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13 of 13 people found the following review helpful By A Customer on February 1, 2003
Format: Paperback
Because Hinton's is the first Joni Mitchell biography I've digested, I was hoping for something that didn't leave a cheap, plastic taste in my mouth. The known parts of her life that are inspiring to me were reduced to banal fodder mentioned in passing, while darker aspects became reasons for the author to step up to her vehement defense--these outbursts were nauseating and usually at the expense of someone else, leaving many questions largely unresolved. Hinton tends to shuffle back and forth between regurgitation of objective fact and jarring personal opinion. Incidentally, I like what one reviewer said about this book reading "like a last-minute book report". The fact that he completely destroys my favorite JM album in his woefully amaturish musical critiques doesn't help either. This book does not do justice to an artist such as Mitchell.
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11 of 11 people found the following review helpful By A Customer on March 24, 1998
Format: Paperback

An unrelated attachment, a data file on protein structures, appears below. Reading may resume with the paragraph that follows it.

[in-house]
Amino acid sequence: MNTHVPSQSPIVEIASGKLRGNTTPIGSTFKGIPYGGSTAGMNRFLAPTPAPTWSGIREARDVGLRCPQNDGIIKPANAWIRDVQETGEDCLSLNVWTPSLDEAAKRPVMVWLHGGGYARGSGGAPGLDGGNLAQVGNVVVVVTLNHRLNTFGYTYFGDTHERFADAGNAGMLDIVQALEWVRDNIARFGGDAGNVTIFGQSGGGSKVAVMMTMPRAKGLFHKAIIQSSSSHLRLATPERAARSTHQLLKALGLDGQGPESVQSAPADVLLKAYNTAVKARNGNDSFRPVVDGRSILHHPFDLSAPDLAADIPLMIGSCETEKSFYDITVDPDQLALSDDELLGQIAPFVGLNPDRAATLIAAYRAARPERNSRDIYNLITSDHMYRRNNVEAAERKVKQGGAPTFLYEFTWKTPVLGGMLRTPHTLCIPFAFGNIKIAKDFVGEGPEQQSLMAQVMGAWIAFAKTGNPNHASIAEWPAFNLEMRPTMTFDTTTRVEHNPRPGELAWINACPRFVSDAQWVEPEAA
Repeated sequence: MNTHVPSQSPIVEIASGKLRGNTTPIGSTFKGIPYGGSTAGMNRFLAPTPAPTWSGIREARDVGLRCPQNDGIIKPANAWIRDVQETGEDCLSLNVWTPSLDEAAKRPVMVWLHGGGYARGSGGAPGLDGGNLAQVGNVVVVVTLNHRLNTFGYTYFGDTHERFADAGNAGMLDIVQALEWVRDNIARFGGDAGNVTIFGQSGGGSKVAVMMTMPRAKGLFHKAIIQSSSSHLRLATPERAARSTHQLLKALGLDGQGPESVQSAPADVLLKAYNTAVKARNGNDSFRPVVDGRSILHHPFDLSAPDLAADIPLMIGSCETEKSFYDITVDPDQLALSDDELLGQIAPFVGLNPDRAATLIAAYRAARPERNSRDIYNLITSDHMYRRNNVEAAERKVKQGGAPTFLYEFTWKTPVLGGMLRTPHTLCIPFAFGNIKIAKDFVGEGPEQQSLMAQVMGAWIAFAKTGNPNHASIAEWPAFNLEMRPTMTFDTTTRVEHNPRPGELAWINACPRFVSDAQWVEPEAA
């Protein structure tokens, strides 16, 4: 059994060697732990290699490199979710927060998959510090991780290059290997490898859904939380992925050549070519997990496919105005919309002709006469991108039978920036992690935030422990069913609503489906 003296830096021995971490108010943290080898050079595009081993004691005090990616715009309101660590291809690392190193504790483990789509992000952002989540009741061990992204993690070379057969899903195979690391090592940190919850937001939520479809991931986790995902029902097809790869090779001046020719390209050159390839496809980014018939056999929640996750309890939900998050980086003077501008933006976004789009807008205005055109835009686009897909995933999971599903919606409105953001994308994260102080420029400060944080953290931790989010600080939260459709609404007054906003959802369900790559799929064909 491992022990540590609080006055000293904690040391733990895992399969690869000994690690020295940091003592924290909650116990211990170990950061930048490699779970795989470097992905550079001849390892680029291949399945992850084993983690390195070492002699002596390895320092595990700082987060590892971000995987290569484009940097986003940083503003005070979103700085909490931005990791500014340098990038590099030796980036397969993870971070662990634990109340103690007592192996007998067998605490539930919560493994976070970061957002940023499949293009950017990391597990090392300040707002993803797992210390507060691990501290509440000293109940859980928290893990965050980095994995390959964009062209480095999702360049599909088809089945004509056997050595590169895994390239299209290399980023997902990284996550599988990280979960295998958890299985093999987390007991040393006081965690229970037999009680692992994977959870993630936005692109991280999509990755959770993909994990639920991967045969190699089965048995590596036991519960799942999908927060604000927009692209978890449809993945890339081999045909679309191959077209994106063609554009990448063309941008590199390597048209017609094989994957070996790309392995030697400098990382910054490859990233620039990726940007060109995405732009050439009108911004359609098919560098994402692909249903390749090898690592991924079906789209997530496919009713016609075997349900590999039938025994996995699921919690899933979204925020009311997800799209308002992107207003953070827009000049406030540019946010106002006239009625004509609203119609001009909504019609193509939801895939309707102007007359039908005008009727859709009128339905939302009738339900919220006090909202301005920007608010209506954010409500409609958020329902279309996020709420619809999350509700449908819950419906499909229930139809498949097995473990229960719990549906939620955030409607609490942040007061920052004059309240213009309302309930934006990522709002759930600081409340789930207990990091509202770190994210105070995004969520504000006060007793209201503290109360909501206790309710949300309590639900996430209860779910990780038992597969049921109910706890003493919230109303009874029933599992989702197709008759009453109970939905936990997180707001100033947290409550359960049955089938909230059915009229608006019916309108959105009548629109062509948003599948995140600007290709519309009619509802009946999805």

For those of us who feel that Joni Mitchell is the world's greatest living artist, AND the greatest Canadian who's ever lived, this book would seem to be a must-read. Sadly, this biography contains so many errors, both in fact and typography, that any longtime fan of Joni's will become annoyed fairly quickly. All of which is not to say that Ms. Mitchell's legion of fans will not enjoy reading Brian Hinton's effort. Joni makes for a fascinating subject, and her life has been as full of incident as any celebrity's out there. Still, one turns the last page of this book feeling that there should've been more; that we still don't know what makes Joni "tick"; that there are huge gaps that have gone unrecorded. Mr. Hinton, having been limited, schoolboy fashion, by what the libraries and old publications could provide, and not having done ANY original interviews himself, sheds no light on Joni that hasn't been shed before. He merely provides the useful service of compiling dozens of old articles and interviews and putting them together in a nice, readable order. And while it is always interesting to hear another Mitchell fan's views on her work, Hinton's interpretations, while at times dead-on and insightful, are often strained and ludicrous. (Are we really to believe, for example, that in Joni's painting for the front cover of "Clouds," the flower is "a cross between a lily and a poppy...some kind of Canadian hybrid, or a plant invented by Mitchell herself, playing God," and thus her way of offering us a clue to the album's theme: paradox? On the up side, there are some anecdotes that I, a Joni fan of some 25 years, had never heard before, but these nuggets are more than counterbalanced by the remarkable carelessness with which the book has been put together.Read more ›